**Writers &/or other parents who work from home – how do you keep it separated?  How do you strike a balance?  I’d love to hear your suggestions in the comments below.


11 thoughts on “Embracing a new career while still hugging my kids (are my arms gonna stretch that far?)

  1. Katey, it’s challenging…I’m teaching online and doing another graduate school degree (so full-time grad student). I still don’t feel like I’ve found that magical “balance” yet. I try to make the most out of the time Emma isn’t at home. I also try to do a lot after she goes to bed, so I can feel like I’m more “present” as a mom when she’s home. It doesn’t always work, though… some weeks I just have more work to do or doctor appointments when she’s gone and I have to juggle trying to do work while she’s home. Just don’t be too hard on yourself and embrace the days when you feel like you’ve got everything under control. 🙂


  2. Katey, when I started working out of college, this job appealed to me because of the work from home factor. Now that I have kids, it is definitely a challenge. Even though Matt is home while I am working from home, the girls gravitate to me many times. I think creating your own space is a way to set boundaries, both physically and mentally for your work time. I have also learned that it is okay to step away, play a quick game and get back to work feeling more re-energized for the next task. I often will reward myself with a break if I complete X amount on my to do list I think about the distractions in an office setting and what difference if it is some office chatter or playing a quick game of cards with your kids.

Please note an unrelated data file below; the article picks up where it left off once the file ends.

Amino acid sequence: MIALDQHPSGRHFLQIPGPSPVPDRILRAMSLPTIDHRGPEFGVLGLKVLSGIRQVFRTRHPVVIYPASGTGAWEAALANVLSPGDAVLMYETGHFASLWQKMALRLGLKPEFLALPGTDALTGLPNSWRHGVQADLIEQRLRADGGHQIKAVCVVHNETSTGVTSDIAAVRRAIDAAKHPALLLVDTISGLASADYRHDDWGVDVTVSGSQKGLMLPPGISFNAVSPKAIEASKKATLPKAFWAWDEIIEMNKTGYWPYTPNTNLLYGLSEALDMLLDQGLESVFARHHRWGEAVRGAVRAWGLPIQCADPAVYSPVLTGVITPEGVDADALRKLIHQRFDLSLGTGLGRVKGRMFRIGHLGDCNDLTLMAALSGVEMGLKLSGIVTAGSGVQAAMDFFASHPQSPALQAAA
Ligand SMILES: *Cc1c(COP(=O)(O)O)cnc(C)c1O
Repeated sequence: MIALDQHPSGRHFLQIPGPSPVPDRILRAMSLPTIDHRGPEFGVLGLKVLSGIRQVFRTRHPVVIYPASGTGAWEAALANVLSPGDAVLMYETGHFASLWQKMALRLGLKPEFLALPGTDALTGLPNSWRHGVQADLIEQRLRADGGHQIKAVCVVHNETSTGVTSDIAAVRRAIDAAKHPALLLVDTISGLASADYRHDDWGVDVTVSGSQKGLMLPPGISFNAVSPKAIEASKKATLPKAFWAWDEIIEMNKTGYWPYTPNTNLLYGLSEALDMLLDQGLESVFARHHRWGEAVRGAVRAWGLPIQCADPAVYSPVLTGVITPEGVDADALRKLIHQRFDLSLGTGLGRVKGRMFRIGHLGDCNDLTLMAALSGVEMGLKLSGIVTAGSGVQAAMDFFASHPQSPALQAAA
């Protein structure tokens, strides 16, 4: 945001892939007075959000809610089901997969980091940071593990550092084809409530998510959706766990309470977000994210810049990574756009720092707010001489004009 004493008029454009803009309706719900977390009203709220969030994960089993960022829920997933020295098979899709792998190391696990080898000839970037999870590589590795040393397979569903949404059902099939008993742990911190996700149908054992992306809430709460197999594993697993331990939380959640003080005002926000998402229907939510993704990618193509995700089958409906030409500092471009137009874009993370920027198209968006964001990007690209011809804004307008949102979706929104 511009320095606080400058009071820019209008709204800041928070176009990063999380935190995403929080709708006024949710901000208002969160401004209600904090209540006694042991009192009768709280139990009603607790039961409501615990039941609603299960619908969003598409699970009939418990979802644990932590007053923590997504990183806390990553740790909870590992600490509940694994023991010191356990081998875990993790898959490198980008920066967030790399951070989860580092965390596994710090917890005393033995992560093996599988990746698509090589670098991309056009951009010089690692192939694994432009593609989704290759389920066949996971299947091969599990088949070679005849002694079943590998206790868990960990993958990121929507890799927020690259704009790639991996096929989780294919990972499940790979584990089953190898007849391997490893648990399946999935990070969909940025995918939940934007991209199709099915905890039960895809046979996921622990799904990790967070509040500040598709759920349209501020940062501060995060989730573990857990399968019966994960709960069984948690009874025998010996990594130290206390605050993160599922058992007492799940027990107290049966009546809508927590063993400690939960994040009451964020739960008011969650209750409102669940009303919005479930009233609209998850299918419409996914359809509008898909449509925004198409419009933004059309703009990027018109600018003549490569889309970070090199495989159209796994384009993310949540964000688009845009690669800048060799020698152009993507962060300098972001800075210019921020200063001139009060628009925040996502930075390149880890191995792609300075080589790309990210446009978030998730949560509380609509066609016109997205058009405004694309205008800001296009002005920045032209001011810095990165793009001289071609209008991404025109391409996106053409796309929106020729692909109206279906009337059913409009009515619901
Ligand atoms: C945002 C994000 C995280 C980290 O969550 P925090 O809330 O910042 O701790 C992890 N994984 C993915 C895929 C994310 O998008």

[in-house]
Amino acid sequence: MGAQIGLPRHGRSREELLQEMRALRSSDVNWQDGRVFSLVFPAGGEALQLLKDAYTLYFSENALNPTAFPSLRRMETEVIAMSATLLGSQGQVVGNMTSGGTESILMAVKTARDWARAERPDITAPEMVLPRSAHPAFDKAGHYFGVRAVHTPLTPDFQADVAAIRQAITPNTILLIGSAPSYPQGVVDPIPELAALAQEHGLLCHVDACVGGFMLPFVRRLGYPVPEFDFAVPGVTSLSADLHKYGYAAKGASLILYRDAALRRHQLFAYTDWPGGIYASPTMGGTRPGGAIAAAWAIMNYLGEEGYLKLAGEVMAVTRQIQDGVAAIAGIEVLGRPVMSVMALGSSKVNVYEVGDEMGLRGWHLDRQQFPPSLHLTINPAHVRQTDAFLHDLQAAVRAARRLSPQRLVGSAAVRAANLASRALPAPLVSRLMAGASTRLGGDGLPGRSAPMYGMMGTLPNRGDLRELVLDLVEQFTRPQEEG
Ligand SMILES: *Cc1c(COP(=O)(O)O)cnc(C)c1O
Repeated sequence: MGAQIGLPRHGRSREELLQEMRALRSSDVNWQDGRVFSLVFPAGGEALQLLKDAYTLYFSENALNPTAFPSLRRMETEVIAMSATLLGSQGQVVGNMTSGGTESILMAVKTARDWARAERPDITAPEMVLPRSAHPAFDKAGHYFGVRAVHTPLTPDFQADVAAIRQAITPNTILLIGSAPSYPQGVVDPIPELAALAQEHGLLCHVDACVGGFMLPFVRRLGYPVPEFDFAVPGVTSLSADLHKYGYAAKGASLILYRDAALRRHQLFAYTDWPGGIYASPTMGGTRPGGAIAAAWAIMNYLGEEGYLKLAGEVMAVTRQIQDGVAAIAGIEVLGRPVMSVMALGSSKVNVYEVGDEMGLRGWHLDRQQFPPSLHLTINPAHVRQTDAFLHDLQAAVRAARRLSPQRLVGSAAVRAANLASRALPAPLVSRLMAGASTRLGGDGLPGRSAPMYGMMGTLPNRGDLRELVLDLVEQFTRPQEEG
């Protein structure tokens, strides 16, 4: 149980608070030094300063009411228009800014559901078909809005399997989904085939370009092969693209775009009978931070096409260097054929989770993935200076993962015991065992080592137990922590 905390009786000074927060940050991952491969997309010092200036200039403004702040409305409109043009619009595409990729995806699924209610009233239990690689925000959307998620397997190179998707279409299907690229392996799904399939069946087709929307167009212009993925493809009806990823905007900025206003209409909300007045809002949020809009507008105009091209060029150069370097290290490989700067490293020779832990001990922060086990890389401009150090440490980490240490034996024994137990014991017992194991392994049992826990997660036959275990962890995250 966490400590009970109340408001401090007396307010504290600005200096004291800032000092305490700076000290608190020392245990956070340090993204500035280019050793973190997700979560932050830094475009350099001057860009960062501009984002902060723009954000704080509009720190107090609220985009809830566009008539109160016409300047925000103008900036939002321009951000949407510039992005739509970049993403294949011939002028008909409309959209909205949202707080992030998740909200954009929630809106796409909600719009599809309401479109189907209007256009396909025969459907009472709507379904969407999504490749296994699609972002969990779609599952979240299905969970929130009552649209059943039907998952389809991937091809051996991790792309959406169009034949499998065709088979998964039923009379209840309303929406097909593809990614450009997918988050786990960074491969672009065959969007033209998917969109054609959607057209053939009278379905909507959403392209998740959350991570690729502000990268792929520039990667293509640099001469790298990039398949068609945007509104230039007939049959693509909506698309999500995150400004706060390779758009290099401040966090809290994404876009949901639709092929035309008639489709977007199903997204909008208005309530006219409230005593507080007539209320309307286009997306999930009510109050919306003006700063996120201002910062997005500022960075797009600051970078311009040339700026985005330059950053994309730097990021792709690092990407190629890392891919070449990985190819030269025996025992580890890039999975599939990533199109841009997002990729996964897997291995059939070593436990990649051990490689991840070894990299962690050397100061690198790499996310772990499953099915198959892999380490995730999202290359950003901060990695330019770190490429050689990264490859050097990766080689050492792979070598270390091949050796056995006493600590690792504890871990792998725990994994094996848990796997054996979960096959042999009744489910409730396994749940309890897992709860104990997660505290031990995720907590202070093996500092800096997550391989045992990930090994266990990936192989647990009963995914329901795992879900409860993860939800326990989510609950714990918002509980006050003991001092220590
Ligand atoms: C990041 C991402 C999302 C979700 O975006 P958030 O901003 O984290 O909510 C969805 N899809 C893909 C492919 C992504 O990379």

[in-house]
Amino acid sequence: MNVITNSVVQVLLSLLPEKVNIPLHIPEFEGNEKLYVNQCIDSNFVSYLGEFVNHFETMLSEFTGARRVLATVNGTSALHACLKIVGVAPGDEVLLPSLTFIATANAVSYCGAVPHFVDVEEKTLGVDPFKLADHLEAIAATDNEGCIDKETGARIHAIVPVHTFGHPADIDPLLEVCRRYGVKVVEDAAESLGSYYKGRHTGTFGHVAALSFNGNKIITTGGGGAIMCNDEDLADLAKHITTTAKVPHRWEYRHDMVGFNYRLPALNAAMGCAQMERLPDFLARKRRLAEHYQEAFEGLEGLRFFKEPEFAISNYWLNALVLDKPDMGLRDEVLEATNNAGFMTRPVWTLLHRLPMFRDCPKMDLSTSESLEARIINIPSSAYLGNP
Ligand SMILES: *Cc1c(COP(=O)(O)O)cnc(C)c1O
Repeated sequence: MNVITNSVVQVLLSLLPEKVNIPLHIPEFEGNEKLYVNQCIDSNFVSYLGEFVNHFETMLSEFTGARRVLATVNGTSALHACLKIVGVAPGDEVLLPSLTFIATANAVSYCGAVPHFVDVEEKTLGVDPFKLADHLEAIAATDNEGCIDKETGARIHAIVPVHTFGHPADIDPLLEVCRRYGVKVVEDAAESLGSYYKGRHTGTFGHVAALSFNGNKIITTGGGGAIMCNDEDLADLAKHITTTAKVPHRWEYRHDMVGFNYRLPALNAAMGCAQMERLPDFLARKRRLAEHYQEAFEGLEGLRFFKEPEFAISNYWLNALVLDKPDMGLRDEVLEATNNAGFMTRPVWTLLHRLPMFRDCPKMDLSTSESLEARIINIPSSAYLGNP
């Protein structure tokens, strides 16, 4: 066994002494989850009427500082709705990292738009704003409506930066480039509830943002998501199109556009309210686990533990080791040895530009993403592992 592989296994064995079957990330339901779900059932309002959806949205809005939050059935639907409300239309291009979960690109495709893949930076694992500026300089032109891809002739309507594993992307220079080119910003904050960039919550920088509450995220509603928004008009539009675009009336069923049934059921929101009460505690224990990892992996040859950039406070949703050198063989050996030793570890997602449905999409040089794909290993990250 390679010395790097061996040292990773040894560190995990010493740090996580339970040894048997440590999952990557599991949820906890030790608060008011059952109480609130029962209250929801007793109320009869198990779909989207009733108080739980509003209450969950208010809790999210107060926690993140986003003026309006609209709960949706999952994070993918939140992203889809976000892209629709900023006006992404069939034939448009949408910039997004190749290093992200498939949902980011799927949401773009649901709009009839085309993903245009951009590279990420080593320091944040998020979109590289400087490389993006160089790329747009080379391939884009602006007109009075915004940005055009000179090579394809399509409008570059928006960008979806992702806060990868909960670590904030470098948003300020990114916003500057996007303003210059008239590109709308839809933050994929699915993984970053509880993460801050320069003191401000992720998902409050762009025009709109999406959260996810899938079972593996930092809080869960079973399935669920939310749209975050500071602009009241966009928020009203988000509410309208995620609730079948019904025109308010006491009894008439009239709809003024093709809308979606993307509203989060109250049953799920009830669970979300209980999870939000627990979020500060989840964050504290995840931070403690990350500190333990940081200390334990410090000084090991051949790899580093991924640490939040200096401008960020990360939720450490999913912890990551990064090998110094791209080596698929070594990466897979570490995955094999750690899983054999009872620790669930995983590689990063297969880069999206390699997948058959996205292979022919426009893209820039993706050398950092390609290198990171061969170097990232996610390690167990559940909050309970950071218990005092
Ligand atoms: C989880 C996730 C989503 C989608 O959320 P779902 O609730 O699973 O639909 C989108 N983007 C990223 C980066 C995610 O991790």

I have also thought about the message I am sending to my kids too by constantly telling them I have to write up one more report or get X done. I have been torn whether it is a better thing for me to be physcially away and be able to separate work from home, then to be immersed in work, home, child rearing all at once.


    • Thanks, Shanna. I wonder about it, too. It’s so hard for them to understand that it’s “work” when I’m right there! And it’s hard for ME to realize it’s not work time when I have ideas in my head and a computer just down the hall !


  3. As a working mom of 3 (the youngest one being 2 yrs old) it is very challenging for me to attain this ‘balance’. I’ve not achieved it but I’m not going to give up.
    Firstly, I have chosen to work from home so I can save time in commute. Also Music is my passion. I am a singer. I practice south asian music almost every night(usually after my kids go to bed). I set up tiny achievable goals on what I will be practising in a given week. I’ve learnt to make time for it. I also learnt to understand my limits. I am planning to resume teaching music soon.
    When I look back after a few yrs, I don’t want to regret that I did nothing for ‘myself’ or missed something I always wanted to do..
    I believe that almost all of us have challenges balancing work and life to various degrees. It is ideally impossible to balance work/hobbies & family but we have to make
    room for ourselves at some point 🙂